There was one tower, standing all alone on the east side, I hadn’t noticed, so I had to check the books to get that story–morning glory–even if it was as made up as most of them. . . but hell, I was in the perfect place for a romantic lie.
It took a while, but I finally found the Tower of the Infants; its remote and wooded location was said to attract the romantics, though I didn’t see much romanticism possible in the place where the Sultan’s daughters lived. In fact, there was only one story about it at all, and it was Washington Irving’s, which automatically made it suspect: A young and buxom Andalucian damsel first appeared to him in the upper tower, her head covered with flowers. . . . and that’s it. Obviously she didn’t need rescuing, and for sure he didn’t manage to seduce her, otherwise he would have told us. After all, even us romantic guys need sex once in a while. . .


Poetry Tuesday: Ultima Ratio

By Friedrich Georg Junger (1898-1977), originally in German.

Like vapor, the titanic scheme
Is dissipated,
Everything grows rusty now
That they created.

They hoped to make their craze
The lasting Plan,
Now it falls apart everywhere,
Sheet steel and span.

Raw chaos lies heaped up
On wide display.
Be patient. Even the fag-ends
Will crumble away.

Everything they made contained
What brought their fall
And the great burden they were
Crushes them all.


Music Monday: Barcelona Nights

By Ottmar Liebert, a German guy living in New Mexico, doing flamenco music. Nothing strange about that, right? This is the song that really got me into flamenco music, or at least the newer version of it. . . which is called, as you might guess from the album this song is on, Nouveau Flamenco. And I’m just now realizing the last time I saw Ottmar live was well over 15 years ago, in Mexico City. Gotta do something about that. . .


Travel Thursday Encore: Chilly Spain, part 7

Part 7. . . seriously?
Yep, seriously. Not done yet.

Taking a very long walk from the entrance all the way past the last building I’d been to, then strolling through what was referred to as “a park” on the maps but was actually just a bunch of grass and sad-looking trees, I finally reached the Generalife, the country estate of the Nasrid kings on top of Cerro Del Sol.
There was an easier way to get to the Generalife itself, but then I would have missed the gardens, which would have been a really dumb thing to do if I wanted to make the book photographically complete. This path was called “Callejón de las Adelfas,” but since I wasn’t sure if that meant fairies or oleander–the dictionary wasn’t sure, that is–I had to convince myself I didn’t care that much.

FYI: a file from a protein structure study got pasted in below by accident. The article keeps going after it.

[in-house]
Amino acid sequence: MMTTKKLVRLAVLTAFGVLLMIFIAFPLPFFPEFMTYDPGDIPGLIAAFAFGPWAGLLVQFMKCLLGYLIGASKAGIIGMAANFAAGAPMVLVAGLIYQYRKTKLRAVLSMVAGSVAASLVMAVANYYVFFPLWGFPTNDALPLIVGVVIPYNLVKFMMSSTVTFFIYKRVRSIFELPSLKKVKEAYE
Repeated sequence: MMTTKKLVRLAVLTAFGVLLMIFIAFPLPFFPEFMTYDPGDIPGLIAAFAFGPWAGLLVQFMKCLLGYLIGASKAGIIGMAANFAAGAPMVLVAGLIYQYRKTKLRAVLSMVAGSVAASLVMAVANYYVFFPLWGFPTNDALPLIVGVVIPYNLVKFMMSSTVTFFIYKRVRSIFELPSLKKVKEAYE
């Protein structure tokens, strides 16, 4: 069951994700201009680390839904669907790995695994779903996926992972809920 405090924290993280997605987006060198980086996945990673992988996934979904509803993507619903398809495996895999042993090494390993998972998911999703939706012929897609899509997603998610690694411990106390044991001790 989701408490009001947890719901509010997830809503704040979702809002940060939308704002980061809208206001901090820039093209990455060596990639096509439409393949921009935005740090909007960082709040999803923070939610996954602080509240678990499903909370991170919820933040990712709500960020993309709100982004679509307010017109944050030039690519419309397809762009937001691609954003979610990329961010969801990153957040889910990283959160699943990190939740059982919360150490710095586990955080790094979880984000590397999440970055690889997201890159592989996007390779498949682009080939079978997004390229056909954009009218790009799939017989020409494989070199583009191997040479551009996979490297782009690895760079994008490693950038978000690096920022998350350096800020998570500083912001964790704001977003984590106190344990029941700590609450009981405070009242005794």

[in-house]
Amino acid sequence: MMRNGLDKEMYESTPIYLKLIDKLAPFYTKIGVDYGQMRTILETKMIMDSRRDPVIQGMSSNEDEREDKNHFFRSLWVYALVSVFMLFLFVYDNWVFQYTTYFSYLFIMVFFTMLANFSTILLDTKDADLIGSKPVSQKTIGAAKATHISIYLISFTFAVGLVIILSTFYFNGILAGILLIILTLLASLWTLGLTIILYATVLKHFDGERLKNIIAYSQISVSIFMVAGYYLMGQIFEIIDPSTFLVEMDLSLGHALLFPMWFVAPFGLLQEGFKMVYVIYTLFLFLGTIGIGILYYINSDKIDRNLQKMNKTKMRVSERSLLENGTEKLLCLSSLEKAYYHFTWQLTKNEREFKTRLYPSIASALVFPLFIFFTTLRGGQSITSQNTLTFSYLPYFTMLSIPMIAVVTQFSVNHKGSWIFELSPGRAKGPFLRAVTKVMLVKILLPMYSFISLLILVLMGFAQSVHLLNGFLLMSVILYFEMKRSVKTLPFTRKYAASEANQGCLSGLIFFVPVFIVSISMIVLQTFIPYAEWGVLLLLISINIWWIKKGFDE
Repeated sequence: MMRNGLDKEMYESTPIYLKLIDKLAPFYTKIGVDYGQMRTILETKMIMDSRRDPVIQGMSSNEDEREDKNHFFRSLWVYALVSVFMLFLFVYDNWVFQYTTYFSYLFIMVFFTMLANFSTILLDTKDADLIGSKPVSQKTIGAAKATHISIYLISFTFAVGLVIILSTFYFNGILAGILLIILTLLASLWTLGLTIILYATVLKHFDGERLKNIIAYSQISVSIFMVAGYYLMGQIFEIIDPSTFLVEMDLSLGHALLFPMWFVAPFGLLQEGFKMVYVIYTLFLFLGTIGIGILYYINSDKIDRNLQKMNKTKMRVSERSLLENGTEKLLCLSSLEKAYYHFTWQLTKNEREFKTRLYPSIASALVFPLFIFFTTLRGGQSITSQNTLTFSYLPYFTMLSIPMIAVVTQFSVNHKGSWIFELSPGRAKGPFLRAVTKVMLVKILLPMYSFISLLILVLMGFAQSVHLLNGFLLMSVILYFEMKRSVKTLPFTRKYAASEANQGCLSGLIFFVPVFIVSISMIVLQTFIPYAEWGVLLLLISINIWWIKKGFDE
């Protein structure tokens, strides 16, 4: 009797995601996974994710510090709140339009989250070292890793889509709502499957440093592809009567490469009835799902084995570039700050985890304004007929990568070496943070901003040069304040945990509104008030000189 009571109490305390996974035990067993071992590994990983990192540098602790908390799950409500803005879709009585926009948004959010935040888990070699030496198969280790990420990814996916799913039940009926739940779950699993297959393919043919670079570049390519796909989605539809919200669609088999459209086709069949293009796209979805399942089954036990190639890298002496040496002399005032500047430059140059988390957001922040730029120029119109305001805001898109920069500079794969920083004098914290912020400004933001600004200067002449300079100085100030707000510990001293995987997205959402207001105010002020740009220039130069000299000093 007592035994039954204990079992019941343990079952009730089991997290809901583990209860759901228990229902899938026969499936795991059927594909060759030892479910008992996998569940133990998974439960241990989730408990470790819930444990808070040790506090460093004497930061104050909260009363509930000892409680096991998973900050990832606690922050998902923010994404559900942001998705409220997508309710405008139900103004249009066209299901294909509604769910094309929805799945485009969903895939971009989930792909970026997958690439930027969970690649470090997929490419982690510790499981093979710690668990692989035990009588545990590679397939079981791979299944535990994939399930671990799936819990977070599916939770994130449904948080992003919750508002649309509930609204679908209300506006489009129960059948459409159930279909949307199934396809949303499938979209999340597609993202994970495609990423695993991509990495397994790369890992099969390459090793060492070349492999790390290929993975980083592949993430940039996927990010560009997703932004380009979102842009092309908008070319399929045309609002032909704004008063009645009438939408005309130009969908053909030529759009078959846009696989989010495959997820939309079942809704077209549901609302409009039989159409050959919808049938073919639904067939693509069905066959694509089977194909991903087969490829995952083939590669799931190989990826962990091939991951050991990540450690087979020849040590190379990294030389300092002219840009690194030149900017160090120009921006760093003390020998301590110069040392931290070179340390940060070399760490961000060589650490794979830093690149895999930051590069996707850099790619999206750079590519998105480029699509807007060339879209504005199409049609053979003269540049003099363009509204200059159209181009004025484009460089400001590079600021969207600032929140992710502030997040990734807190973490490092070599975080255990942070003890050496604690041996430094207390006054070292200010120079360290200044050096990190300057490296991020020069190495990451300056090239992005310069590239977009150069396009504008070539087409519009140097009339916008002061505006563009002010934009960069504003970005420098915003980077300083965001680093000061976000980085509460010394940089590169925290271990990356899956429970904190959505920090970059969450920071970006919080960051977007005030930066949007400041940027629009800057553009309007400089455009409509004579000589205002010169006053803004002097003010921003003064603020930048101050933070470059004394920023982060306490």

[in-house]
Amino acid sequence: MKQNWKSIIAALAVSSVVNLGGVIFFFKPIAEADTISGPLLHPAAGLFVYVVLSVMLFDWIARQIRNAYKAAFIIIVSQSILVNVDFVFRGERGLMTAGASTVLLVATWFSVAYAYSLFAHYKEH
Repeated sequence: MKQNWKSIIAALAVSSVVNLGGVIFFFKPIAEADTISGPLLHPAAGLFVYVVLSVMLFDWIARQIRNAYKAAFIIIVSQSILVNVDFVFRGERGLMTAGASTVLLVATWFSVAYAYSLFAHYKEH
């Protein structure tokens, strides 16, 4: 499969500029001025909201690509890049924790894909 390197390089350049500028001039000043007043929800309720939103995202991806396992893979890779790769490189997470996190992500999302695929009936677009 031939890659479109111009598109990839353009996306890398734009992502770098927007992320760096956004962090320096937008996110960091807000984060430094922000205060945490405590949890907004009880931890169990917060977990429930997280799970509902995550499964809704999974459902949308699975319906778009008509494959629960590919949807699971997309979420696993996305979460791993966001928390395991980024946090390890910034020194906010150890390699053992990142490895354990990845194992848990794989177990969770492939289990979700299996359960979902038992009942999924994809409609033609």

I suddenly laughed as I thought how funny it was that those who lived in the Alhambra, instead of heading hundreds of miles away, like to the coast, had their “summer retreat” right on the next hill. Lazy fat rich people, sigh. . . or as they put it, “Escape the intrigues of palace life and enjoy tranquility high above the city, a little closer to heaven.” The name Generalife meant, at least in one translation, “garden of lofty paradise,” so you can see how they convinced themselves.
Making a circle to take it all in, then looking up toward the bulk of the fortress, I confirmed that it was a garden, and it was lofty. Paradise, though, remains to be seen, as the old coroner joke goes.
The gardens had been started in the thirteen century–“Sheesh, that’s old!”–but had been modified many times since, including orchids, vegetables, vines, even pastures for livestock. . . or maybe I shouldn’t have told you that last one. Despite not having a pool, the place I was standing in was known as the Patio de Polo, where visitors left their horses, so as you can see everything had a name no matter how pedestrian. Or maybe they ran out of poetic inspiration.
The long pathway with all the fountains was soothing and nice, though not a big deal for someone used to the huge gardens of Southern California. This was called the “Patio de la Acequia,” which translated to “Courtyard of the Irrigation Channel,” not exactly the most poetic translation ever, even if it was accurate. Extra careful with the camera, I enjoyed the spray from the fountains—a nineteenth century addition, ha!—and I saw plenty of women delighting in spotting designs in the stone path, mostly hearts. Too bad I didn’t have a model with me; it would take very little urging to get any normal girl to eagerly pose with the motifs like tourists with the stars on the Hollywood Walk of Fame. I shot them anyway, and it helped that the designs were in a vegetation tunnel where I could rest in the shade for a while.
With the trees blocking a lot of the sun, I was able to see the garden in a different light, so to speak. Murky, in a photographic sense, it did seem to lend a beautiful glow to the roses, even the leaves. The gentle breeze didn’t hurt either. Why, from this angle it was even romantic, even though it looked like many other places I’d been to. . . well, other places I’d called romantic, so okay.